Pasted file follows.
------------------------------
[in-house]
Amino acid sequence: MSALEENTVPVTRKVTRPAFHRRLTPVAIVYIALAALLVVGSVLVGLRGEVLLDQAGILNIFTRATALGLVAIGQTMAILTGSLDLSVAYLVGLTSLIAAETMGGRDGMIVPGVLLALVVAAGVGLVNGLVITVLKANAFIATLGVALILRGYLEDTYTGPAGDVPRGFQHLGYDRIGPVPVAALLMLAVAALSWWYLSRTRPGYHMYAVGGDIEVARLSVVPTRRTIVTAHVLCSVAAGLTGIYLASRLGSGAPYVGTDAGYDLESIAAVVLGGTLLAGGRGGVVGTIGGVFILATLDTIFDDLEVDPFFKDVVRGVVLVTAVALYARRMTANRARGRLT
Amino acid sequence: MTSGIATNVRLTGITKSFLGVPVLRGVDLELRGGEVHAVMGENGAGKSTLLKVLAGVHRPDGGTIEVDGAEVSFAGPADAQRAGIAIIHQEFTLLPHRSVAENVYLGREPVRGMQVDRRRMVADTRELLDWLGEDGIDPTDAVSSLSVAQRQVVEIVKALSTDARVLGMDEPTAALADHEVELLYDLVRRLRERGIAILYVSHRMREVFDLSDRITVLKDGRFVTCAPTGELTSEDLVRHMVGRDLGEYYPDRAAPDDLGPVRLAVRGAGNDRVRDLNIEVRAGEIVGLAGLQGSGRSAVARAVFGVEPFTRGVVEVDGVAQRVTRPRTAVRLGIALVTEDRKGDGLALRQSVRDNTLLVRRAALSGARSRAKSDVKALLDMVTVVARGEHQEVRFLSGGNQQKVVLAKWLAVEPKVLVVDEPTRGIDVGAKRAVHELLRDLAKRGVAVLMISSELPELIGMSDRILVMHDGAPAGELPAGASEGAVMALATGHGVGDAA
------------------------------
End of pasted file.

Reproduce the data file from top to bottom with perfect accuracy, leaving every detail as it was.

[in-house]
Amino acid sequence: MSALEENTVPVTRKVTRPAFHRRLTPVAIVYIALAALLVVGSVLVGLRGEVLLDQAGILNIFTRATALGLVAIGQTMAILTGSLDLSVAYLVGLTSLIAAETMGGRDGMIVPGVLLALVVAAGVGLVNGLVITVLKANAFIATLGVALILRGYLEDTYTGPAGDVPRGFQHLGYDRIGPVPVAALLMLAVAALSWWYLSRTRPGYHMYAVGGDIEVARLSVVPTRRTIVTAHVLCSVAAGLTGIYLASRLGSGAPYVGTDAGYDLESIAAVVLGGTLLAGGRGGVVGTIGGVFILATLDTIFDDLEVDPFFKDVVRGVVLVTAVALYARRMTANRARGRLT
Amino acid sequence: MTSGIATNVRLTGITKSFLGVPVLRGVDLELRGGEVHAVMGENGAGKSTLLKVLAGVHRPDGGTIEVDGAEVSFAGPADAQRAGIAIIHQEFTLLPHRSVAENVYLGREPVRGMQVDRRRMVADTRELLDWLGEDGIDPTDAVSSLSVAQRQVVEIVKALSTDARVLGMDEPTAALADHEVELLYDLVRRLRERGIAILYVSHRMREVFDLSDRITVLKDGRFVTCAPTGELTSEDLVRHMVGRDLGEYYPDRAAPDDLGPVRLAVRGAGNDRVRDLNIEVRAGEIVGLAGLQGSGRSAVARAVFGVEPFTRGVVEVDGVAQRVTRPRTAVRLGIALVTEDRKGDGLALRQSVRDNTLLVRRAALSGARSRAKSDVKALLDMVTVVARGEHQEVRFLSGGNQQKVVLAKWLAVEPKVLVVDEPTRGIDVGAKRAVHELLRDLAKRGVAVLMISSELPELIGMSDRILVMHDGAPAGELPAGASEGAVMALATGHGVGDAA